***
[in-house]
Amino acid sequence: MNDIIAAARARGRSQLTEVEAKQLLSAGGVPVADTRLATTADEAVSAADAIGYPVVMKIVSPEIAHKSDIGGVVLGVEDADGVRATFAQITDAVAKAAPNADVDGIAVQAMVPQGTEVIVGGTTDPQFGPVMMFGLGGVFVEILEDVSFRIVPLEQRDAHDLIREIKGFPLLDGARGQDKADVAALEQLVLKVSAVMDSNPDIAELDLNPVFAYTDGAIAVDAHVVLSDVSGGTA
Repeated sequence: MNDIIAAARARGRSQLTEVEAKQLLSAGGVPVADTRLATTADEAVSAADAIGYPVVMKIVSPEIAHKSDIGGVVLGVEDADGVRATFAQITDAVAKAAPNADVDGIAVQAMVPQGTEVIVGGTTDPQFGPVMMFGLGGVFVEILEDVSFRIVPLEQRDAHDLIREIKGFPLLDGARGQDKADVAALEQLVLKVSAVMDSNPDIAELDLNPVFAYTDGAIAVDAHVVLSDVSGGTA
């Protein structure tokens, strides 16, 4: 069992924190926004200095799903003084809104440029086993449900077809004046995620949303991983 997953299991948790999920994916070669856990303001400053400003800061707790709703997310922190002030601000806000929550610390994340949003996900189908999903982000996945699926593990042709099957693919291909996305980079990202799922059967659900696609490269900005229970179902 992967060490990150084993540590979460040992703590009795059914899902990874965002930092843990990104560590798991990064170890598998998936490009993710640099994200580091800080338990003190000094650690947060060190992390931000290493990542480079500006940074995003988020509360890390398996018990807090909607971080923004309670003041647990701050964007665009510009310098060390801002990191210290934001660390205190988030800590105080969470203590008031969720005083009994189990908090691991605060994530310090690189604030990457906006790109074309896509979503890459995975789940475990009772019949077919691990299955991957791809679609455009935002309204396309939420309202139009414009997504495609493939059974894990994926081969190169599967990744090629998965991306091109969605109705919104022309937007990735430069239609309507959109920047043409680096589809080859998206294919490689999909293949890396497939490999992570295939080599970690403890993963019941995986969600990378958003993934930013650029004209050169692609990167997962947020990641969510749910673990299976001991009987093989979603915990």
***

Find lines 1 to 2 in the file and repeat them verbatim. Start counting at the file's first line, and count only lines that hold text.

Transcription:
[in-house]
Amino acid sequence: MNDIIAAARARGRSQLTEVEAKQLLSAGGVPVADTRLATTADEAVSAADAIGYPVVMKIVSPEIAHKSDIGGVVLGVEDADGVRATFAQITDAVAKAAPNADVDGIAVQAMVPQGTEVIVGGTTDPQFGPVMMFGLGGVFVEILEDVSFRIVPLEQRDAHDLIREIKGFPLLDGARGQDKADVAALEQLVLKVSAVMDSNPDIAELDLNPVFAYTDGAIAVDAHVVLSDVSGGTA